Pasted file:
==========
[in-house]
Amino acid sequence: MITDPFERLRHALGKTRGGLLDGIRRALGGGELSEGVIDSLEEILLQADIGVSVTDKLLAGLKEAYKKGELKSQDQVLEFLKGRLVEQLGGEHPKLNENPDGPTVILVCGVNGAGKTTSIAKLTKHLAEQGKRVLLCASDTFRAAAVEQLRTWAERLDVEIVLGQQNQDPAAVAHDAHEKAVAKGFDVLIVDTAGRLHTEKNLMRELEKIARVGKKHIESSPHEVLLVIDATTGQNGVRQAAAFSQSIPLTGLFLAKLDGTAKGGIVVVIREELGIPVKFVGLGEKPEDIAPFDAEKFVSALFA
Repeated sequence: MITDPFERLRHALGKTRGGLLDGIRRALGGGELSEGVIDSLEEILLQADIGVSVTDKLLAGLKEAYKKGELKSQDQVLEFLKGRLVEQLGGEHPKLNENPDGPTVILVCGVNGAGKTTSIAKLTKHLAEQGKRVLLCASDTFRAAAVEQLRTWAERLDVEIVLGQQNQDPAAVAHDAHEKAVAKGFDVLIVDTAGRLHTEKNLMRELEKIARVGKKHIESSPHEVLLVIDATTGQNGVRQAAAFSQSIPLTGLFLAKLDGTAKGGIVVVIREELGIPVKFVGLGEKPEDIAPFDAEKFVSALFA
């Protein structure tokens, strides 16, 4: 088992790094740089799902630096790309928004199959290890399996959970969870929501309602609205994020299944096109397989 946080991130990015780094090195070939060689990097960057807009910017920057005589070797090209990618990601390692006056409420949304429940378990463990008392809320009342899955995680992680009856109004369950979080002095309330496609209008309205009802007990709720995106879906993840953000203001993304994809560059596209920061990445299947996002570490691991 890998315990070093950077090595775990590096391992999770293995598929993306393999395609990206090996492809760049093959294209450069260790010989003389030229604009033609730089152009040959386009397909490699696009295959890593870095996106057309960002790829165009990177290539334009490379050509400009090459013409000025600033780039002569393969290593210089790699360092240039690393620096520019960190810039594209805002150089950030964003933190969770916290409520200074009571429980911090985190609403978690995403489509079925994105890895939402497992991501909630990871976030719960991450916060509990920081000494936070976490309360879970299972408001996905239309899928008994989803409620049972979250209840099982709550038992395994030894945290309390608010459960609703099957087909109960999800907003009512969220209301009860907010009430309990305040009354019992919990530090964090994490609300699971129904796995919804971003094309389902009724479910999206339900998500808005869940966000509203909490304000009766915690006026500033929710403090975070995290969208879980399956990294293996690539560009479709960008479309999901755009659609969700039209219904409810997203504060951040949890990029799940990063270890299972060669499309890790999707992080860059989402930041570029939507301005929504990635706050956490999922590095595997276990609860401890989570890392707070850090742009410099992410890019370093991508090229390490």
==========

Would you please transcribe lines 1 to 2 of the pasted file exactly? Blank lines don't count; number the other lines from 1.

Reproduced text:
[in-house]
Amino acid sequence: MITDPFERLRHALGKTRGGLLDGIRRALGGGELSEGVIDSLEEILLQADIGVSVTDKLLAGLKEAYKKGELKSQDQVLEFLKGRLVEQLGGEHPKLNENPDGPTVILVCGVNGAGKTTSIAKLTKHLAEQGKRVLLCASDTFRAAAVEQLRTWAERLDVEIVLGQQNQDPAAVAHDAHEKAVAKGFDVLIVDTAGRLHTEKNLMRELEKIARVGKKHIESSPHEVLLVIDATTGQNGVRQAAAFSQSIPLTGLFLAKLDGTAKGGIVVVIREELGIPVKFVGLGEKPEDIAPFDAEKFVSALFA